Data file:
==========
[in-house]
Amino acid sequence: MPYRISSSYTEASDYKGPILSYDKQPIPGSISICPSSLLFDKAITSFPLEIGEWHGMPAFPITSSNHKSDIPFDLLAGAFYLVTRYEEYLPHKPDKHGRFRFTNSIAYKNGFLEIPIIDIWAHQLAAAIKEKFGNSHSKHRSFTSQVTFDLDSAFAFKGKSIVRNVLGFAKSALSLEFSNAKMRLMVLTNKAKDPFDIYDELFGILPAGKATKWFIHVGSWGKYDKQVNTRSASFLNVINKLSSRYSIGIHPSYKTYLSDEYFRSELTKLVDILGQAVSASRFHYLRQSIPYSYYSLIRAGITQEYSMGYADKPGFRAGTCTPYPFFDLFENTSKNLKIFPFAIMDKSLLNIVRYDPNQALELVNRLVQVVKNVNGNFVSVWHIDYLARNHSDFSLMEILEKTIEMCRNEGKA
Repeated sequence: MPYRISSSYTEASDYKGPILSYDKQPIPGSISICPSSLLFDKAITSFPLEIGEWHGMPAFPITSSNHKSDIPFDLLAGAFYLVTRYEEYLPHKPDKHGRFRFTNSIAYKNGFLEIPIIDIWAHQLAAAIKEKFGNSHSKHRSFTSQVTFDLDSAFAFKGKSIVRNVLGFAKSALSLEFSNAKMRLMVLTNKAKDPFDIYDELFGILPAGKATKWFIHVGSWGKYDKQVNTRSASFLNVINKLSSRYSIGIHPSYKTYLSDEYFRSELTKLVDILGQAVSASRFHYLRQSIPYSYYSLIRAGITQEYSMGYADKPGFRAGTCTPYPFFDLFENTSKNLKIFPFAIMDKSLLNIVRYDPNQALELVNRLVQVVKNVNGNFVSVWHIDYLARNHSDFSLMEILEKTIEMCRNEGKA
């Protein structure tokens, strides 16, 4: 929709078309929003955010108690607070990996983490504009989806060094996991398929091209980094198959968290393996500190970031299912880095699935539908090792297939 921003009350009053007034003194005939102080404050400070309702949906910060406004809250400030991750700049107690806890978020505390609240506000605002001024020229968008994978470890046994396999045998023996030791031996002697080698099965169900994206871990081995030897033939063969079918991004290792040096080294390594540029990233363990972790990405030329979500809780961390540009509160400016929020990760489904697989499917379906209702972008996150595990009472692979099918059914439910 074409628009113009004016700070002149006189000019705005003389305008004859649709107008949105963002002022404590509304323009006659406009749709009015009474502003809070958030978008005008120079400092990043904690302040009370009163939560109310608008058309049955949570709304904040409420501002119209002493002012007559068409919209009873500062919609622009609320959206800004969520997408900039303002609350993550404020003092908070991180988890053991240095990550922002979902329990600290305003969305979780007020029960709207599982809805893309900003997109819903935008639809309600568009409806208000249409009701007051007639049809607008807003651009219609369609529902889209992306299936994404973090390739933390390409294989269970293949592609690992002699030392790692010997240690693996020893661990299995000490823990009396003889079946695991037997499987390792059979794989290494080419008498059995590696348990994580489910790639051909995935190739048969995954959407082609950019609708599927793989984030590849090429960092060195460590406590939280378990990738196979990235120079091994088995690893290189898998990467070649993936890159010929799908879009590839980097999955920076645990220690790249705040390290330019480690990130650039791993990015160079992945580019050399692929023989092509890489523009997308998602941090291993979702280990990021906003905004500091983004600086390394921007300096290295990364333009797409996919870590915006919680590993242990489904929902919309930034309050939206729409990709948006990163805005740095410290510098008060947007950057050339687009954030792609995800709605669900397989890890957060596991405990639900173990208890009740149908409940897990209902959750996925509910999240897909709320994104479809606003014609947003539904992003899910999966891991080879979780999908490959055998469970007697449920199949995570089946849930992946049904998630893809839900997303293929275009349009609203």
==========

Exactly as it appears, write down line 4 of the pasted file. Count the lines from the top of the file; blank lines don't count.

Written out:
């Protein structure tokens, strides 16, 4: 929709078309929003955010108690607070990996983490504009989806060094996991398929091209980094198959968290393996500190970031299912880095699935539908090792297939 921003009350009053007034003194005939102080404050400070309702949906910060406004809250400030991750700049107690806890978020505390609240506000605002001024020229968008994978470890046994396999045998023996030791031996002697080698099965169900994206871990081995030897033939063969079918991004290792040096080294390594540029990233363990972790990405030329979500809780961390540009509160400016929020990760489904697989499917379906209702972008996150595990009472692979099918059914439910 074409628009113009004016700070002149006189000019705005003389305008004859649709107008949105963002002022404590509304323009006659406009749709009015009474502003809070958030978008005008120079400092990043904690302040009370009163939560109310608008058309049955949570709304904040409420501002119209002493002012007559068409919209009873500062919609622009609320959206800004969520997408900039303002609350993550404020003092908070991180988890053991240095990550922002979902329990600290305003969305979780007020029960709207599982809805893309900003997109819903935008639809309600568009409806208000249409009701007051007639049809607008807003651009219609369609529902889209992306299936994404973090390739933390390409294989269970293949592609690992002699030392790692010997240690693996020893661990299995000490823990009396003889079946695991037997499987390792059979794989290494080419008498059995590696348990994580489910790639051909995935190739048969995954959407082609950019609708599927793989984030590849090429960092060195460590406590939280378990990738196979990235120079091994088995690893290189898998990467070649993936890159010929799908879009590839980097999955920076645990220690790249705040390290330019480690990130650039791993990015160079992945580019050399692929023989092509890489523009997308998602941090291993979702280990990021906003905004500091983004600086390394921007300096290295990364333009797409996919870590915006919680590993242990489904929902919309930034309050939206729409990709948006990163805005740095410290510098008060947007950057050339687009954030792609995800709605669900397989890890957060596991405990639900173990208890009740149908409940897990209902959750996925509910999240897909709320994104479809606003014609947003539904992003899910999966891991080879979780999908490959055998469970007697449920199949995570089946849930992946049904998630893809839900997303293929275009349009609203």